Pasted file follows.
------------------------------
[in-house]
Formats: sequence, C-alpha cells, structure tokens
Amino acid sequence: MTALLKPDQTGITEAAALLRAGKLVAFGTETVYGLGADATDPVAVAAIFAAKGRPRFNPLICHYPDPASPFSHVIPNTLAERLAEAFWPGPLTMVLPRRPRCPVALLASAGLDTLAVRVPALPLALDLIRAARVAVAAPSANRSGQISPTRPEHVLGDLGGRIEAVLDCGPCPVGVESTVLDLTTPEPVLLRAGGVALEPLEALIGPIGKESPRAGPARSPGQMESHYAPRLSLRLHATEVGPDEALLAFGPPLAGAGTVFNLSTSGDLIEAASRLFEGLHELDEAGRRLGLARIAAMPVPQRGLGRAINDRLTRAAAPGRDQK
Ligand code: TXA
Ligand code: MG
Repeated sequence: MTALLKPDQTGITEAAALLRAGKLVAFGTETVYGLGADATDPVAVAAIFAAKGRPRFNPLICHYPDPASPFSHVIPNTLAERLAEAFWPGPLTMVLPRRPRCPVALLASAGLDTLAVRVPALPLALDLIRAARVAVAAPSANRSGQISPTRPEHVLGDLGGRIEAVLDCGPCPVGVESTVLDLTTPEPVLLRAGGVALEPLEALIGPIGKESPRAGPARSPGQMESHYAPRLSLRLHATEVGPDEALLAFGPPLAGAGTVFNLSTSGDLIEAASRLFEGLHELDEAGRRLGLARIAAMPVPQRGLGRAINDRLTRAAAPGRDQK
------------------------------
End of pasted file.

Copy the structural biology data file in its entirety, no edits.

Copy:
[in-house]
Formats: sequence, C-alpha cells, structure tokens
Amino acid sequence: MTALLKPDQTGITEAAALLRAGKLVAFGTETVYGLGADATDPVAVAAIFAAKGRPRFNPLICHYPDPASPFSHVIPNTLAERLAEAFWPGPLTMVLPRRPRCPVALLASAGLDTLAVRVPALPLALDLIRAARVAVAAPSANRSGQISPTRPEHVLGDLGGRIEAVLDCGPCPVGVESTVLDLTTPEPVLLRAGGVALEPLEALIGPIGKESPRAGPARSPGQMESHYAPRLSLRLHATEVGPDEALLAFGPPLAGAGTVFNLSTSGDLIEAASRLFEGLHELDEAGRRLGLARIAAMPVPQRGLGRAINDRLTRAAAPGRDQK
Ligand code: TXA
Ligand code: MG
Repeated sequence: MTALLKPDQTGITEAAALLRAGKLVAFGTETVYGLGADATDPVAVAAIFAAKGRPRFNPLICHYPDPASPFSHVIPNTLAERLAEAFWPGPLTMVLPRRPRCPVALLASAGLDTLAVRVPALPLALDLIRAARVAVAAPSANRSGQISPTRPEHVLGDLGGRIEAVLDCGPCPVGVESTVLDLTTPEPVLLRAGGVALEPLEALIGPIGKESPRAGPARSPGQMESHYAPRLSLRLHATEVGPDEALLAFGPPLAGAGTVFNLSTSGDLIEAASRLFEGLHELDEAGRRLGLARIAAMPVPQRGLGRAINDRLTRAAAPGRDQK